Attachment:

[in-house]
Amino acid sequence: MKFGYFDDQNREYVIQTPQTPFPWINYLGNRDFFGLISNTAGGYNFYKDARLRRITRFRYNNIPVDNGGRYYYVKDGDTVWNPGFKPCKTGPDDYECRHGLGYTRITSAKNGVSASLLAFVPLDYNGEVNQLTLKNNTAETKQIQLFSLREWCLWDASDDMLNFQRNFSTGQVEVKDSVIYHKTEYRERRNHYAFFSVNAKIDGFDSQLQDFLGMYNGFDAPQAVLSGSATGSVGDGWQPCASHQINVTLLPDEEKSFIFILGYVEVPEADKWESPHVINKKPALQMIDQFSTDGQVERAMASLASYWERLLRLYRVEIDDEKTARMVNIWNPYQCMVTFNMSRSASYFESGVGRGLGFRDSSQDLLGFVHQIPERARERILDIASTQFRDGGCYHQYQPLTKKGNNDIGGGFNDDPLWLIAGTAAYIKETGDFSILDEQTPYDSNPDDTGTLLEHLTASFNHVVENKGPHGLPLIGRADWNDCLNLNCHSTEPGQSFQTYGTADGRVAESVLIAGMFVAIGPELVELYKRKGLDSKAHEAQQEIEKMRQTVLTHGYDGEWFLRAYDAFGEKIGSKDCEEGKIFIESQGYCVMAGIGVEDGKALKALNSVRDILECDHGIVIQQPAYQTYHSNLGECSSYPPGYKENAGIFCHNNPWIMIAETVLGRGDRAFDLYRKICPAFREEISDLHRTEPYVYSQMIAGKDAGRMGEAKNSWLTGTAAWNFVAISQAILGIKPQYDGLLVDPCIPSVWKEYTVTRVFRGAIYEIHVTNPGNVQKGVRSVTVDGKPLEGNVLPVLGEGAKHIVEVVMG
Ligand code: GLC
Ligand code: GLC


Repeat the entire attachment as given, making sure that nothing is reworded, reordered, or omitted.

[in-house]
Amino acid sequence: MKFGYFDDQNREYVIQTPQTPFPWINYLGNRDFFGLISNTAGGYNFYKDARLRRITRFRYNNIPVDNGGRYYYVKDGDTVWNPGFKPCKTGPDDYECRHGLGYTRITSAKNGVSASLLAFVPLDYNGEVNQLTLKNNTAETKQIQLFSLREWCLWDASDDMLNFQRNFSTGQVEVKDSVIYHKTEYRERRNHYAFFSVNAKIDGFDSQLQDFLGMYNGFDAPQAVLSGSATGSVGDGWQPCASHQINVTLLPDEEKSFIFILGYVEVPEADKWESPHVINKKPALQMIDQFSTDGQVERAMASLASYWERLLRLYRVEIDDEKTARMVNIWNPYQCMVTFNMSRSASYFESGVGRGLGFRDSSQDLLGFVHQIPERARERILDIASTQFRDGGCYHQYQPLTKKGNNDIGGGFNDDPLWLIAGTAAYIKETGDFSILDEQTPYDSNPDDTGTLLEHLTASFNHVVENKGPHGLPLIGRADWNDCLNLNCHSTEPGQSFQTYGTADGRVAESVLIAGMFVAIGPELVELYKRKGLDSKAHEAQQEIEKMRQTVLTHGYDGEWFLRAYDAFGEKIGSKDCEEGKIFIESQGYCVMAGIGVEDGKALKALNSVRDILECDHGIVIQQPAYQTYHSNLGECSSYPPGYKENAGIFCHNNPWIMIAETVLGRGDRAFDLYRKICPAFREEISDLHRTEPYVYSQMIAGKDAGRMGEAKNSWLTGTAAWNFVAISQAILGIKPQYDGLLVDPCIPSVWKEYTVTRVFRGAIYEIHVTNPGNVQKGVRSVTVDGKPLEGNVLPVLGEGAKHIVEVVMG
Ligand code: GLC
Ligand code: GLC